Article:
You are what you eat: Diet may affect your mood and brain function

nutrition and brain image
Multiple studies show connection between nutrition and mental health

If you struggle with mood changes and other behavioral health issues, there’s a chance that your diet has something to do with it.  

“Animal and human studies show us that the brain and gut microbiome are intimately connected,” said Arpana “Annie” Gupta, PhD, co-director of the Goodman-Luskin Microbiome Center at UCLA. “When most people think about mental health, they only think about the brain, but there is bi-directional communication between the gut and brain. I tell people the gut and the brain are like BFFs. The brain and the gut are in constant communication with each other.”

It is a complex relationship that involves four main channels of communication between the brain and gut, Dr. Gupta explained.

  • The vagus nerve acts as a communication highway between the brain and gut;
  • Gut microbes produce chemicals and metabolites that circulate in the blood to the brain;
  • Gut microbes play an important role in inflammation and the immune system by controlling what is circulated in the body and what is excreted from the body;  
  • Endocrine cells produce hormones, neuropeptides and neurotransmitters.

Neurotransmitters are not only produced in the brain, but are also produced by gut cells.  “Serotonin is one of those neurotransmitters that is associated with mental health, and it’s produced by good bacteria. Up to 95% of serotonin is produced in the gut, so, we have to eat healthy foods to increase the presence of these good bacteria,” Dr. Gupta said.

What is the gut-brain system, and how does diet affect it?

The gut-brain system involves two-way communication between the central and enteric nervous system and links emotional and cognitive centers of the brain with peripheral intestinal functions. So when you’re nervous and experience “butterflies” in your stomach, there’s more actually going on than just the sensation that the term suggests.

The enteric nervous system (ENS) is referred to as our body’s “second brain” or “gut brain,” and facilitates gastrointestinal function. The ENS also sends signals to the brain that trigger changes in our mood, emotions and cognitive function.

“We’re starting to recognize more that the nutrients we get from healthy foods and beverages can enable us to think more clearly and feel better,” said Shelby Yaceczko, RD, a registered dietitian in the UCLA Vatche & Tamar Manoukian Division of Digestive Diseases. “When somebody’s diet is rich with things like antioxidants, phytonutrients and fiber, we know that person is going to get a variety of different vitamins and minerals that support anti-inflammatory properties of the body. Those properties are then going to beneficially alter the neurotransmitters, which in turn affects mood and cognition.”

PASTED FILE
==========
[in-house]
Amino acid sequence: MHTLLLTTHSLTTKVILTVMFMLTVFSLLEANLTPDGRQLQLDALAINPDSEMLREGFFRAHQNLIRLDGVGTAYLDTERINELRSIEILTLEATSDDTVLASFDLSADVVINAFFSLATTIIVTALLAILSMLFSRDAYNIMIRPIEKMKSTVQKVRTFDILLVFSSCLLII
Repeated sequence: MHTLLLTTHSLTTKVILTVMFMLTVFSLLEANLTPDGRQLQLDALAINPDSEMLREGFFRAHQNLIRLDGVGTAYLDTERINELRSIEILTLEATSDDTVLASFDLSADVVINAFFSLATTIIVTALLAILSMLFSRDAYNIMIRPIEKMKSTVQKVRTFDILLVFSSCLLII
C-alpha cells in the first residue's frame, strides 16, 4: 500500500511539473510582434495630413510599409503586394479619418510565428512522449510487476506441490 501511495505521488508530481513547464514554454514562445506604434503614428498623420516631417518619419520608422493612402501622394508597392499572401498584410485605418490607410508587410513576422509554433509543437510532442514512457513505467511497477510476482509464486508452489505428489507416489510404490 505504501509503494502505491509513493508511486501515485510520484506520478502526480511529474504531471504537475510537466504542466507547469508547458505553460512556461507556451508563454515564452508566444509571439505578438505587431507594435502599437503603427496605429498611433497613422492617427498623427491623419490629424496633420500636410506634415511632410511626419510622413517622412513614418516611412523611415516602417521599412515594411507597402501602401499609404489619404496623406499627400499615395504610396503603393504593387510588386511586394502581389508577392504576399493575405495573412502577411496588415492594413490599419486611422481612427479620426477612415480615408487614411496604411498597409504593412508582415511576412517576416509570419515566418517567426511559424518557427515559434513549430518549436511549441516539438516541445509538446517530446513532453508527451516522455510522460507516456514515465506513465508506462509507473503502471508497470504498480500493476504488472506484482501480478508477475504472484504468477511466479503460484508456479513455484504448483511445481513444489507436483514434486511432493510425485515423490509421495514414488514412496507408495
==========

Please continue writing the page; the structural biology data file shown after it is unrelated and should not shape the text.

Good foods to feed the gut-brain axis

Increasing your intake of probiotic and prebiotic foods are important to improving the gut-brain interaction. Natalie Gavi, RD, a registered dietitian with the UCLA Steve Tisch BrainSPORT Program, pointed out several beneficial probiotic foods and beverages:

  • Yogurt
  • Sauerkraut
  • Kefir
  • Miso
  • Tempeh
  • Kombucha
  • Kimchi

The fresher, the better, Gavi said. “It’s important to get foods like this from the refrigerated section of the grocery store so their beneficial bacteria remain intact and have not been destroyed, as they are when the food is canned or processed.”

Gavi advises that probiotic foods are most effective when the diet also includes prebiotic-rich foods, which serve to feed the good bacteria in probiotic foods. Prebiotic foods include:

  • Asparagus
  • Apples
  • Jerusalem artichokes
  • Bananas
  • Oats
  • Onions
  • Garlic
  • Leek

Processed foods can have undesirable effects on the brain

“There are studies that show the connection between highly processed foods and depression and anxiety,” Gavi said. “However, I’m always cautious when telling people to limit or restrict certain foods. That can add to their stress, which can lead to binge eating and also affect the gut microbiome.”

Even so, there are certain types of foods that have been clearly linked to depression. These include what are known as ultra-processed foods, or UPFs. UPFs consist of carbonated drinks, sweet or savory packaged snacks, processed meats, candy, and fried fast food. Enjoying such food occasionally won’t have a negative impact on your mental health or mood, as long as you’re following a healthy dietary pattern, said Gavi.

Though the relationship between diet and mental health is complex, Dr. Gupta said the correlation is clear. “If you have an unhealthy gut microbiome, chances are you will have an unhealthy brain,” she said. “If your microbiome is healthy, your brain is going to be healthy. When we think of mental health, we have to think about our gut as well.”






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